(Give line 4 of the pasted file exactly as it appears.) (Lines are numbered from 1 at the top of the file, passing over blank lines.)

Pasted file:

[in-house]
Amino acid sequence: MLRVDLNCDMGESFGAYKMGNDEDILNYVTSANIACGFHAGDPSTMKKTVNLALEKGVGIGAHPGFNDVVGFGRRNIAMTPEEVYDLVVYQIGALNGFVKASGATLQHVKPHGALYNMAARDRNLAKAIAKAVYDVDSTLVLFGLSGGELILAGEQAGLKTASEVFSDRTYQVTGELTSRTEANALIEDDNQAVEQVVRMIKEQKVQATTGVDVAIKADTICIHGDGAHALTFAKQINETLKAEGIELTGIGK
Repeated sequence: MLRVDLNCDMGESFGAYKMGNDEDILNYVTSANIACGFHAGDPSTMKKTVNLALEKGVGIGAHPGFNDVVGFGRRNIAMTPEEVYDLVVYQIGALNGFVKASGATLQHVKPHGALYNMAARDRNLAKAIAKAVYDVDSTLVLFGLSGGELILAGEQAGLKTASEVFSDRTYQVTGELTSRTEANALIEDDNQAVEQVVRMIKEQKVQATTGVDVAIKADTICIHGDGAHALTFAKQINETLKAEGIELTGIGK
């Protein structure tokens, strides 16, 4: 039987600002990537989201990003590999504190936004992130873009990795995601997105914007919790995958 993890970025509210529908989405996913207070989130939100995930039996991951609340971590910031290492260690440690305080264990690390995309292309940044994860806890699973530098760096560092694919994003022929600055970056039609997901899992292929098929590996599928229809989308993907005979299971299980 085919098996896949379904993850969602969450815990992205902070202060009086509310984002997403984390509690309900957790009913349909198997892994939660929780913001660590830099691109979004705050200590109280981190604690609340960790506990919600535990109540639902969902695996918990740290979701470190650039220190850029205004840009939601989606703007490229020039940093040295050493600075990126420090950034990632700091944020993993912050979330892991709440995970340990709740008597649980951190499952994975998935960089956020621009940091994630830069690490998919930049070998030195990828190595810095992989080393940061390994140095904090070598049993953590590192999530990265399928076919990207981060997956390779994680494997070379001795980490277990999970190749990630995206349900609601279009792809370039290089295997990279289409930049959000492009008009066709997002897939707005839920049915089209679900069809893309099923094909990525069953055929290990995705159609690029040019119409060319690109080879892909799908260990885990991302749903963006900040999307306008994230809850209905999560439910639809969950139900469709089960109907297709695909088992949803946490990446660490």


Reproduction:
């Protein structure tokens, strides 16, 4: 039987600002990537989201990003590999504190936004992130873009990795995601997105914007919790995958 993890970025509210529908989405996913207070989130939100995930039996991951609340971590910031290492260690440690305080264990690390995309292309940044994860806890699973530098760096560092694919994003022929600055970056039609997901899992292929098929590996599928229809989308993907005979299971299980 085919098996896949379904993850969602969450815990992205902070202060009086509310984002997403984390509690309900957790009913349909198997892994939660929780913001660590830099691109979004705050200590109280981190604690609340960790506990919600535990109540639902969902695996918990740290979701470190650039220190850029205004840009939601989606703007490229020039940093040295050493600075990126420090950034990632700091944020993993912050979330892991709440995970340990709740008597649980951190499952994975998935960089956020621009940091994630830069690490998919930049070998030195990828190595810095992989080393940061390994140095904090070598049993953590590192999530990265399928076919990207981060997956390779994680494997070379001795980490277990999970190749990630995206349900609601279009792809370039290089295997990279289409930049959000492009008009066709997002897939707005839920049915089209679900069809893309099923094909990525069953055929290990995705159609690029040019119409060319690109080879892909799908260990885990991302749903963006900040999307306008994230809850209905999560439910639809969950139900469709089960109907297709695909088992949803946490990446660490």